Stripping

1.- Mask off and protect all surfaces not being refinished.

Counter tops, walls, floor and etc. (see previous page- Most Important)

2.- Remove the cabinet doors and drawers. Catalogue all hardware, doors

and drawers. Example: door #1 has two hinges, these would be labeled

1t (top) and 1b (bottom). This is very important.  Over time houses settle

and cabinets sag and go out of square. If you don’t put the exact hinge

back in the exact spot it was in originally, then you could face a long day

of adjusting and/or swapping around hinges to get the doors to hang

properly.  I had this experience once many years ago. It was very frustrating.

3.-  Mask off the interior of the cabinets. Even if they’re going to be painted

afterwards there’s no sense in trashing them out and creating more work

for yourself.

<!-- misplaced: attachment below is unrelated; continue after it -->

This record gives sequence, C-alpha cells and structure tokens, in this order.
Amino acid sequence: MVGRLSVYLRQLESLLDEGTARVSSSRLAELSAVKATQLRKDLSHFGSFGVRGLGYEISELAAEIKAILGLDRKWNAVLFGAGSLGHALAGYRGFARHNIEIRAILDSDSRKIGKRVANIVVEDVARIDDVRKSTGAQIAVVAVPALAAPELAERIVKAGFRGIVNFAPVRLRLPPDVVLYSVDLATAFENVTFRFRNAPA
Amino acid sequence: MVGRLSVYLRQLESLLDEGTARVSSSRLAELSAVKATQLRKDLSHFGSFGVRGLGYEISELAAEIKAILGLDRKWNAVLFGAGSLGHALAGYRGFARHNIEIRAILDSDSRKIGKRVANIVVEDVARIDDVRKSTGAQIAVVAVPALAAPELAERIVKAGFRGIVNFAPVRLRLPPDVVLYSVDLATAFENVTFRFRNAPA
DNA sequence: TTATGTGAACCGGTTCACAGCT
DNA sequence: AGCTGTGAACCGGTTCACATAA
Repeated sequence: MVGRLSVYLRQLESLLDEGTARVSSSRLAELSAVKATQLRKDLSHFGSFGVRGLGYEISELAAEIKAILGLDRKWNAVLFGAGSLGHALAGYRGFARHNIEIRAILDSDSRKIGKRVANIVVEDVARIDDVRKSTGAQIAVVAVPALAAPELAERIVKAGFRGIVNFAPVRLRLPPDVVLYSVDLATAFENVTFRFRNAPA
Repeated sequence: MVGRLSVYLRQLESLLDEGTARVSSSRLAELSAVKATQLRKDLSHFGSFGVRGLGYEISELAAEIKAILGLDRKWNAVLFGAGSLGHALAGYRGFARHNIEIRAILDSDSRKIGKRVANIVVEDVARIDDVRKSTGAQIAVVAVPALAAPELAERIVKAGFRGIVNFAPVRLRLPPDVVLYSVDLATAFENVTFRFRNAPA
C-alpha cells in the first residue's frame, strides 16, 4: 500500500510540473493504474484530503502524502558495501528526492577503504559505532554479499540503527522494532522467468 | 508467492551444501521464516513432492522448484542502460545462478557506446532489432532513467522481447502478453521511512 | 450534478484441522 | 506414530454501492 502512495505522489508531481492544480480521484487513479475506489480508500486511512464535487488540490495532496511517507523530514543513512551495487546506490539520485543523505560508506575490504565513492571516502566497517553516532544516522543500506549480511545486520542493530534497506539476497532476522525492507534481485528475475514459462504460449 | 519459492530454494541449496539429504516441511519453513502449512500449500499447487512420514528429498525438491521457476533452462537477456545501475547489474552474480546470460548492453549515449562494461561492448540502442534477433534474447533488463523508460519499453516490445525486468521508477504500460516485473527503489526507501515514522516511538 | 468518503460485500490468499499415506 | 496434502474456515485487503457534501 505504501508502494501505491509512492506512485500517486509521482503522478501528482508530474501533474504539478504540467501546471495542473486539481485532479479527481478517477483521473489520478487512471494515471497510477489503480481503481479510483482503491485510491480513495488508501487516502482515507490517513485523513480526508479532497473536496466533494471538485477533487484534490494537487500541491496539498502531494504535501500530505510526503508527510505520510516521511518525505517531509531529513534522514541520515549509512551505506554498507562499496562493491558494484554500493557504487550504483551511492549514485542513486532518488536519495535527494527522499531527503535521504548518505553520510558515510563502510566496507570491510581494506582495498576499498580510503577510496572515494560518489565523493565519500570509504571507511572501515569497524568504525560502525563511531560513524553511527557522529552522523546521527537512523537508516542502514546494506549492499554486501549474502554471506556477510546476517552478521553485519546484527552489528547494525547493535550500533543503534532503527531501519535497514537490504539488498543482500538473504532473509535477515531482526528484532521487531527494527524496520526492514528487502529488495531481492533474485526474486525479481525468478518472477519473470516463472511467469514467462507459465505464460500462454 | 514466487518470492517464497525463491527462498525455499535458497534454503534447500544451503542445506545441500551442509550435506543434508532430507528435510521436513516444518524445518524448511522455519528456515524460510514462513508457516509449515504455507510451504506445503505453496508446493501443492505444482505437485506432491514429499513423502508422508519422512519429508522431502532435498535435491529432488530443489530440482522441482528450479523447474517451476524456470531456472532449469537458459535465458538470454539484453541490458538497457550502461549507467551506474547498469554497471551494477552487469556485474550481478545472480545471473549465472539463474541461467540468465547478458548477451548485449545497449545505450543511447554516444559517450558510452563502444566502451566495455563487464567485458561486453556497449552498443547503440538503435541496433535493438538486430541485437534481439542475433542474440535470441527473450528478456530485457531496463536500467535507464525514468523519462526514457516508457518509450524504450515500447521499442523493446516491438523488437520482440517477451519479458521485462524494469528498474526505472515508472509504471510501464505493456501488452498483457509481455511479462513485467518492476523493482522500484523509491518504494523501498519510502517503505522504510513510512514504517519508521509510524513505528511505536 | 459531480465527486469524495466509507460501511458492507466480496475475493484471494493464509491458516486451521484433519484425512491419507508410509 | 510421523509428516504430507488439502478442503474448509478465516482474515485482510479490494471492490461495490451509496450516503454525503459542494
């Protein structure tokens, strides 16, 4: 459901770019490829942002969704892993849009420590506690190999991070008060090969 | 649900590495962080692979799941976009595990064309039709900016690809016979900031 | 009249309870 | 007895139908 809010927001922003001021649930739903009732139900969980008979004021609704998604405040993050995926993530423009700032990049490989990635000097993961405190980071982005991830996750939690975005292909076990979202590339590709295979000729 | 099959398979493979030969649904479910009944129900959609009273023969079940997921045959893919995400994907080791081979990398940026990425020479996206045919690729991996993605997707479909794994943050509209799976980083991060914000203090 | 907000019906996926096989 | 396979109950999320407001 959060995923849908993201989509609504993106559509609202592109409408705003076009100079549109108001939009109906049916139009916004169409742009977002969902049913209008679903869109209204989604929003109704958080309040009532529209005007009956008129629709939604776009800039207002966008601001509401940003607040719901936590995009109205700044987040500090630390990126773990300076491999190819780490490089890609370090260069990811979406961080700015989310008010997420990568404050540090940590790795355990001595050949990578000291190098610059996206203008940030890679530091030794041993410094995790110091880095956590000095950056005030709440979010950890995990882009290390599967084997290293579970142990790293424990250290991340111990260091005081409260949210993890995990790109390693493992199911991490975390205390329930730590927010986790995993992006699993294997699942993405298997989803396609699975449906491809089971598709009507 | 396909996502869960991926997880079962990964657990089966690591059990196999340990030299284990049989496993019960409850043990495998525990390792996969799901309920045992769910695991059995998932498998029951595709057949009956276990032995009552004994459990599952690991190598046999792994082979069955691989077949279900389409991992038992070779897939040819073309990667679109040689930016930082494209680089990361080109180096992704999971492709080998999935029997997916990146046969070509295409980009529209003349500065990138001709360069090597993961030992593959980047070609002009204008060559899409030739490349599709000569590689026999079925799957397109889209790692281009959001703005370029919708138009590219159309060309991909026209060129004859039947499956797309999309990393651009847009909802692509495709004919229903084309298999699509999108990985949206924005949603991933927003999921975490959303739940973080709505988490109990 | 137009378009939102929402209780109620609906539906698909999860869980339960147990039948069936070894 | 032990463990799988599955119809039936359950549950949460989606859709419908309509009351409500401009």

4.- Strip off  the finish with a chemical stripper using a scraper and steel wool.

5.- Scrub with steel wool and lacquer thinner.

Note- steps 4 and 5 can be messy. This calls for extra protection. Here’s what I do:

The standard protection for counter tops and floors is a layer of plastic covered

with one or two layers of red construction paper. On top of this I place newspapers

to catch the runoff from the stripper and lacquer thinner. When the newspapers

become saturated I change them out with clean ones. Then, when these two steps

are completed I am left with clean and dry masking to continue the job.

6.- Sand. And sand. And sand. And then sand some more.

7.- The doors and drawers are done on-site (in the garage, perhaps, but never inside the

house) or back at the shop.

That concludes the stripping.

Advertisements